View Full Version : Quad set up

02-28-2006, 09:46 AM
Although I have been using PS since it first appeared, I am completely baffled by RAID.

I make a living as a PS retoucher and artist and am about to upgrade my trusty Quicksilver to the Quad. I'll be buying 8gb Ram, two Eizo monitors, and the epson 2400 and 9800 printers.

What I most need help with is the hard drives. My files often exceed 2gb and I have many many layers. ALso, I am keeping the Quicksilver and original ACD to use for email and browser..hopefully freeing up processor power on the Quad for my PS work

I have thought about getting 2 500gb SATA drives for inside the machine...one for system, one for files, and use the 250gb hardrive that comes with the quad as a scratch disk. I also want to further experiment with Final Cut. And I have about 400 gb of older PS files I'd like to put on a hard drive...but have them available if need arises.

I also want to set up some kind of immediate back up system (in addition to using the new Iomega Revs for long term back up...I have retrospect backups going back 10 years taht I'd like to get off CDs and onto a hardrive for better longevity).

As much as I read about RAID, I cannnot understand it. In addition, I do not have tons of money to spend.., I am a freelancer who has about 2-5 thousand to spend on drives, external drives etc after buying the computer, printers, bigger camera etc.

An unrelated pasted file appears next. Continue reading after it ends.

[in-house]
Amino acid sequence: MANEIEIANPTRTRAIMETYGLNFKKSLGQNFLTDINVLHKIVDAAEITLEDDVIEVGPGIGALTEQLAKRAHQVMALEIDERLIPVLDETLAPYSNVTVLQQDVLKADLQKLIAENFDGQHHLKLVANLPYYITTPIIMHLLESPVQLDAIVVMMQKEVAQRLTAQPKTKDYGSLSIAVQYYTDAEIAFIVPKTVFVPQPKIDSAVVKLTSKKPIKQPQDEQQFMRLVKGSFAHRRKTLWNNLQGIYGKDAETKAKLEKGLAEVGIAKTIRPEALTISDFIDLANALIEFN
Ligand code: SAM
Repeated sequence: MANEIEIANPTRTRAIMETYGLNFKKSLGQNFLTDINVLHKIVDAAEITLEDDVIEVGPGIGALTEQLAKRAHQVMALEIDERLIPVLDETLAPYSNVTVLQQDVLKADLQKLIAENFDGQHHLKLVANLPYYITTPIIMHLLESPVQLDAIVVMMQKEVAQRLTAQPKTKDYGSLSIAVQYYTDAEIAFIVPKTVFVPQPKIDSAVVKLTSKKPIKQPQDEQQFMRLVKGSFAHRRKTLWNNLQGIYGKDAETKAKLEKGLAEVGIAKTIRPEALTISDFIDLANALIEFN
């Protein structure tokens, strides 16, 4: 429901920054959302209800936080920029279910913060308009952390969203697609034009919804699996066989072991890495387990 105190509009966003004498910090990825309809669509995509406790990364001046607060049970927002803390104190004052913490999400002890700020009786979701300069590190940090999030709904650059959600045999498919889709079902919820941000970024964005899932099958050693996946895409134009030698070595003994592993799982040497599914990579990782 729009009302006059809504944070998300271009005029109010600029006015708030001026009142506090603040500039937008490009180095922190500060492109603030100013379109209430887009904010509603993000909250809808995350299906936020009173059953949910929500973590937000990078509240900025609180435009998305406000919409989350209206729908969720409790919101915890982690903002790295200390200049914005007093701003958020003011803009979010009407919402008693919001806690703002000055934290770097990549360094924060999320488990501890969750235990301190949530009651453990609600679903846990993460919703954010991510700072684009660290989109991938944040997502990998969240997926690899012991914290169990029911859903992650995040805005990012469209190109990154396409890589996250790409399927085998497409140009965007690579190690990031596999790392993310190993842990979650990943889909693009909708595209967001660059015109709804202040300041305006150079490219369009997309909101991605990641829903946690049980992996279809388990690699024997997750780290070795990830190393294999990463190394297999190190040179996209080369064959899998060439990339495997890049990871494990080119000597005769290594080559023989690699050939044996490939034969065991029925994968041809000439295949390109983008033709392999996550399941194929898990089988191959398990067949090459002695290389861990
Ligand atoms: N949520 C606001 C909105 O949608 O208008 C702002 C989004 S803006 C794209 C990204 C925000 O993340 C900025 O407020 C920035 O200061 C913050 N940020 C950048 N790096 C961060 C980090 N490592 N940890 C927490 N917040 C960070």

Should I buy the RAID card that Apple offers or is this too much for a one person office? Do I go with daisy-chained Firewire drives? Or an external SATA drive bay..or scsi? I've read something about enabled SSC on the 500gb hard drives and their incompatibility w the Quad.

I'm happy to research, but will appreciate anyone who can simplify the issues for me since, as I said, although I have been working with large files for many years, I have more of a right brain than left and am at sea when I start to read technical articles.

Looking to purchase in two weeks. Many thanks.

02-28-2006, 10:14 AM
Should I buy the RAID card that Apple offers or is this too much for a one person office? Do I go with daisy-chained Firewire drives? Or an external SATA drive bay..or scsi? I've read something about enabled SSC on the 500gb hard drives and their incompatibility w the Quad.